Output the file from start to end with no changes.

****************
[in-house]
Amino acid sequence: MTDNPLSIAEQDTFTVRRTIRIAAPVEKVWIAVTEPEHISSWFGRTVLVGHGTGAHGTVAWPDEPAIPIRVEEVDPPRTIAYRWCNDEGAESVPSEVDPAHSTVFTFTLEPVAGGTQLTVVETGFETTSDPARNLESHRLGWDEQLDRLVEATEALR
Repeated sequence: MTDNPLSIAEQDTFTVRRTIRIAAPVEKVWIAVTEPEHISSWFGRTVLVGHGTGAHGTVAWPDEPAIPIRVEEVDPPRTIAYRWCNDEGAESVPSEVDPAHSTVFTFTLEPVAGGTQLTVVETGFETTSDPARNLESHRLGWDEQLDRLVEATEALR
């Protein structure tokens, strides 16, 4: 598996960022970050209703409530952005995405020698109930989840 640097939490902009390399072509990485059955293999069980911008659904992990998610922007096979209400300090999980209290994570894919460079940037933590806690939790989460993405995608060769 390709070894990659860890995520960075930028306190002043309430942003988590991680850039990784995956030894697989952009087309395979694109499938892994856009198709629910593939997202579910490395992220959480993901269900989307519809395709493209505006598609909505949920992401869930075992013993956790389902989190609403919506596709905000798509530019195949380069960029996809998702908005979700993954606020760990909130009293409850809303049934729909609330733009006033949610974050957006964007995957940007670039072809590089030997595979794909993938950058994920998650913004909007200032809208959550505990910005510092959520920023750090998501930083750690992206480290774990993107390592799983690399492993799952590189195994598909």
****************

[in-house]
Amino acid sequence: MTDNPLSIAEQDTFTVRRTIRIAAPVEKVWIAVTEPEHISSWFGRTVLVGHGTGAHGTVAWPDEPAIPIRVEEVDPPRTIAYRWCNDEGAESVPSEVDPAHSTVFTFTLEPVAGGTQLTVVETGFETTSDPARNLESHRLGWDEQLDRLVEATEALR
Repeated sequence: MTDNPLSIAEQDTFTVRRTIRIAAPVEKVWIAVTEPEHISSWFGRTVLVGHGTGAHGTVAWPDEPAIPIRVEEVDPPRTIAYRWCNDEGAESVPSEVDPAHSTVFTFTLEPVAGGTQLTVVETGFETTSDPARNLESHRLGWDEQLDRLVEATEALR
């Protein structure tokens, strides 16, 4: 598996960022970050209703409530952005995405020698109930989840 640097939490902009390399072509990485059955293999069980911008659904992990998610922007096979209400300090999980209290994570894919460079940037933590806690939790989460993405995608060769 390709070894990659860890995520960075930028306190002043309430942003988590991680850039990784995956030894697989952009087309395979694109499938892994856009198709629910593939997202579910490395992220959480993901269900989307519809395709493209505006598609909505949920992401869930075992013993956790389902989190609403919506596709905000798509530019195949380069960029996809998702908005979700993954606020760990909130009293409850809303049934729909609330733009006033949610974050957006964007995957940007670039072809590089030997595979794909993938950058994920998650913004909007200032809208959550505990910005510092959520920023750090998501930083750690992206480290774990993107390592799983690399492993799952590189195994598909």